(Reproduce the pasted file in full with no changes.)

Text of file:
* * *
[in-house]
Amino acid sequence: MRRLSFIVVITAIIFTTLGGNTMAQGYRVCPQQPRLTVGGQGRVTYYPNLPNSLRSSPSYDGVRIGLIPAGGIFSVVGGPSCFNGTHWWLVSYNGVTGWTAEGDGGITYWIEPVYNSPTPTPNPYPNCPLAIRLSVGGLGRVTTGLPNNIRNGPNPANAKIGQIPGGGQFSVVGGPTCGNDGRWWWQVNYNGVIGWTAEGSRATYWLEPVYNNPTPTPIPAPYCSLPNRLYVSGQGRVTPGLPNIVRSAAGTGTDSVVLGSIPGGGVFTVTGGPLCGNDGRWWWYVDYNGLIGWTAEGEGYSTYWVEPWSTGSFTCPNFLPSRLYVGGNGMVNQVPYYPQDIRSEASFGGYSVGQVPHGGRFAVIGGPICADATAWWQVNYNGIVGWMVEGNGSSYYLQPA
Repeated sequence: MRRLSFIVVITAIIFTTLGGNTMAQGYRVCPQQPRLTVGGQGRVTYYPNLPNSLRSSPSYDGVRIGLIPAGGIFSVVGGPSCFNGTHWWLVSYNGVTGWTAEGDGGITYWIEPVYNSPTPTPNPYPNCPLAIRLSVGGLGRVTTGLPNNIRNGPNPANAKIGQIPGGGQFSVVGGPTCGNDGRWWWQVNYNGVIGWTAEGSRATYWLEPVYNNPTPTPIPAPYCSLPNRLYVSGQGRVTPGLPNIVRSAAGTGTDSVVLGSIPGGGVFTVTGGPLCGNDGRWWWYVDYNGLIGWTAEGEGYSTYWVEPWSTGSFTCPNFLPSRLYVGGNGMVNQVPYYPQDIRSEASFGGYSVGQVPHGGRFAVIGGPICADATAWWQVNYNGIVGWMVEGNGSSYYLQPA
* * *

[in-house]
Amino acid sequence: MRRLSFIVVITAIIFTTLGGNTMAQGYRVCPQQPRLTVGGQGRVTYYPNLPNSLRSSPSYDGVRIGLIPAGGIFSVVGGPSCFNGTHWWLVSYNGVTGWTAEGDGGITYWIEPVYNSPTPTPNPYPNCPLAIRLSVGGLGRVTTGLPNNIRNGPNPANAKIGQIPGGGQFSVVGGPTCGNDGRWWWQVNYNGVIGWTAEGSRATYWLEPVYNNPTPTPIPAPYCSLPNRLYVSGQGRVTPGLPNIVRSAAGTGTDSVVLGSIPGGGVFTVTGGPLCGNDGRWWWYVDYNGLIGWTAEGEGYSTYWVEPWSTGSFTCPNFLPSRLYVGGNGMVNQVPYYPQDIRSEASFGGYSVGQVPHGGRFAVIGGPICADATAWWQVNYNGIVGWMVEGNGSSYYLQPA
Repeated sequence: MRRLSFIVVITAIIFTTLGGNTMAQGYRVCPQQPRLTVGGQGRVTYYPNLPNSLRSSPSYDGVRIGLIPAGGIFSVVGGPSCFNGTHWWLVSYNGVTGWTAEGDGGITYWIEPVYNSPTPTPNPYPNCPLAIRLSVGGLGRVTTGLPNNIRNGPNPANAKIGQIPGGGQFSVVGGPTCGNDGRWWWQVNYNGVIGWTAEGSRATYWLEPVYNNPTPTPIPAPYCSLPNRLYVSGQGRVTPGLPNIVRSAAGTGTDSVVLGSIPGGGVFTVTGGPLCGNDGRWWWYVDYNGLIGWTAEGEGYSTYWVEPWSTGSFTCPNFLPSRLYVGGNGMVNQVPYYPQDIRSEASFGGYSVGQVPHGGRFAVIGGPICADATAWWQVNYNGIVGWMVEGNGSSYYLQPA